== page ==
The Don't Panic Success Guide to Sentences

Save Our Sentences: Join the Revolution!


on 06/05/2012

The book idea came from my teaching a course called Grammar and Writing, which is the first of the undergraduate writing courses at Salzburg University. The first semester I taught it, I realised how important this knowledge was, and how much it improved my own writing (or at least my understanding of writing, even if it doesn’t always make it onto the page!).

Most of the book research thus far has gone hand-in-hand with my teaching and planning. Through teaching the course, I get to explain the ideas in a range of ways to see which is the most effective. Each semester, we discuss the successes of the sentence lessons specifically, which is enormously beneficial for the book’s development. The more I visit the course’s contents, the more familiar I become with them, and I will likely teach it twice more before the MA deadline.

Much of the non-teaching research falls under reading books about sentences, firstly to see how others have done it, and, secondly, to see if alternative approaches can nudge my brain into thinking about the characters that will represent each of the components that I’ll introduce in the book. While I’m not writing a children’s book, I have found that the books produced for children are most useful in this case because they have the imaginative edge that books written for adults lack. The creative side — working out the ‘characters’ that illustrate of the sentence components — in part has to be handed over to my imagination and long walks!

I’m incredibly lucky to be able to work alongside some very experienced, competent language professors, non-natives who know the rules far better than natives. In working together, we discuss the intricacies of sentence writing at a level I’d not be able to achieve anywhere else. I make use of them possibly more than I should but will continue to check accuracies with them.

In other areas of the research, when the updated, upgraded (eagerly anticipated) National Curriculum is released (whenever that may be!), I’ll trawl it to learn what the UK education leaders consider the important aspects of writing are, and I need to discuss sentence teaching with UK secondary school teachers, to ascertain what is expected of students approaching GCSE and understand how sentences are taught at that level because I think it’s closest to the academic level the book needs to be pitched at. Fun but thorough.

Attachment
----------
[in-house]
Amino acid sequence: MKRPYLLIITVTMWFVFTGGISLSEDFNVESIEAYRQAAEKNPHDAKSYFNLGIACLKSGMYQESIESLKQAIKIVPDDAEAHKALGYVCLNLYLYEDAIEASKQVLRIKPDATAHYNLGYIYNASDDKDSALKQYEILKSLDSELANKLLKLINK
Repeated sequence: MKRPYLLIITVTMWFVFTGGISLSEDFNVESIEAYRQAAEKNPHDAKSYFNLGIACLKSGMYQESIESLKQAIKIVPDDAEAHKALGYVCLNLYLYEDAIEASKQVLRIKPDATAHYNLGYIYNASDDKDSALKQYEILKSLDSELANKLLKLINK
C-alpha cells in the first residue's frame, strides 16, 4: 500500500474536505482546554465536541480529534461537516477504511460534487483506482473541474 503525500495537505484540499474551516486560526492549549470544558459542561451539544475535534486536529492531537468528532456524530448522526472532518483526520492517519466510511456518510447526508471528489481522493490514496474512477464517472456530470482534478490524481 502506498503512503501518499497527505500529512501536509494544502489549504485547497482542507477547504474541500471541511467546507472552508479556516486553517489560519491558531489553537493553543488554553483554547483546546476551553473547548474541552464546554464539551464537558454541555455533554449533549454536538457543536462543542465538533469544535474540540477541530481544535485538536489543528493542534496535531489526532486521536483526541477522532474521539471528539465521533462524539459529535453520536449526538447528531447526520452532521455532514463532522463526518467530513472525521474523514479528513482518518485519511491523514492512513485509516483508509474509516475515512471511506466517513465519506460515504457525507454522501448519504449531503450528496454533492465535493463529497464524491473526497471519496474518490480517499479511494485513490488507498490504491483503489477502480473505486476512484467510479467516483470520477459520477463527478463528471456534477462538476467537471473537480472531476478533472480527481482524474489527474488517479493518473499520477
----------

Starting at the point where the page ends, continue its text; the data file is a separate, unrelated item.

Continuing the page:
The lion’s share of my research needs to be on the voice I’ll write in. My feeling is that the Horrible History series is very much like the voice I’d like to use, so my aim is to read a number of them until I have a version of the voice that best suits my book. I’ll also pursue further reading to include publications (magazines, books and online fora) that target the audiences I’m writing for. I have a fairly good understanding of most of the groups anyway because I am that group, and many of my friends fall into the same categories, which means I just need to write with my friends in mind.

Because it’s to be a fairly visual book, I need to source a designer/artist who can work with me. This is something about which I know very little, but I also reckon I should find out how important it is for me to focus on … is it not something publishers would like to be involved in?


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